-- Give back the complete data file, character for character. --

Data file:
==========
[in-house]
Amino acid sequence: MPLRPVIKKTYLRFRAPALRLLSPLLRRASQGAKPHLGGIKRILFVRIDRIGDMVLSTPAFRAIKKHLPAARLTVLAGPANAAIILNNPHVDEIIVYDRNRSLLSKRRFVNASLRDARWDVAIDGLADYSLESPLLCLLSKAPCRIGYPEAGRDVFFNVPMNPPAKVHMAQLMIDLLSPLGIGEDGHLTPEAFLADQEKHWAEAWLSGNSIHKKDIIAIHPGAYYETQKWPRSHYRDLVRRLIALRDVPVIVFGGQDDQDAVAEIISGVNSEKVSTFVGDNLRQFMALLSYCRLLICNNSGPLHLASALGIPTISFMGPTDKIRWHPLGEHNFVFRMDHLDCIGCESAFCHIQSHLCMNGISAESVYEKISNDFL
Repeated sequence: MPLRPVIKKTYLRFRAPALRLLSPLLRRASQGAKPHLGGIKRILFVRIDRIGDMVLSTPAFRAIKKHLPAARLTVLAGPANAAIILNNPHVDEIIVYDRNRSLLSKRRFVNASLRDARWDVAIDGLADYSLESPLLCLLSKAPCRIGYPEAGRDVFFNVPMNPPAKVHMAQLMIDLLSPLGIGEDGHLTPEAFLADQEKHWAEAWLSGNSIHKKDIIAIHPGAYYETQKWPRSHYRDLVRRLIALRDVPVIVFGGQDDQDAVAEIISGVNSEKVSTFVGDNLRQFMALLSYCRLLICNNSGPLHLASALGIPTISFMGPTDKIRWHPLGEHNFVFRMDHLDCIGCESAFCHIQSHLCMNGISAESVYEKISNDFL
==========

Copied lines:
[in-house]
Amino acid sequence: MPLRPVIKKTYLRFRAPALRLLSPLLRRASQGAKPHLGGIKRILFVRIDRIGDMVLSTPAFRAIKKHLPAARLTVLAGPANAAIILNNPHVDEIIVYDRNRSLLSKRRFVNASLRDARWDVAIDGLADYSLESPLLCLLSKAPCRIGYPEAGRDVFFNVPMNPPAKVHMAQLMIDLLSPLGIGEDGHLTPEAFLADQEKHWAEAWLSGNSIHKKDIIAIHPGAYYETQKWPRSHYRDLVRRLIALRDVPVIVFGGQDDQDAVAEIISGVNSEKVSTFVGDNLRQFMALLSYCRLLICNNSGPLHLASALGIPTISFMGPTDKIRWHPLGEHNFVFRMDHLDCIGCESAFCHIQSHLCMNGISAESVYEKISNDFL
Repeated sequence: MPLRPVIKKTYLRFRAPALRLLSPLLRRASQGAKPHLGGIKRILFVRIDRIGDMVLSTPAFRAIKKHLPAARLTVLAGPANAAIILNNPHVDEIIVYDRNRSLLSKRRFVNASLRDARWDVAIDGLADYSLESPLLCLLSKAPCRIGYPEAGRDVFFNVPMNPPAKVHMAQLMIDLLSPLGIGEDGHLTPEAFLADQEKHWAEAWLSGNSIHKKDIIAIHPGAYYETQKWPRSHYRDLVRRLIALRDVPVIVFGGQDDQDAVAEIISGVNSEKVSTFVGDNLRQFMALLSYCRLLICNNSGPLHLASALGIPTISFMGPTDKIRWHPLGEHNFVFRMDHLDCIGCESAFCHIQSHLCMNGISAESVYEKISNDFL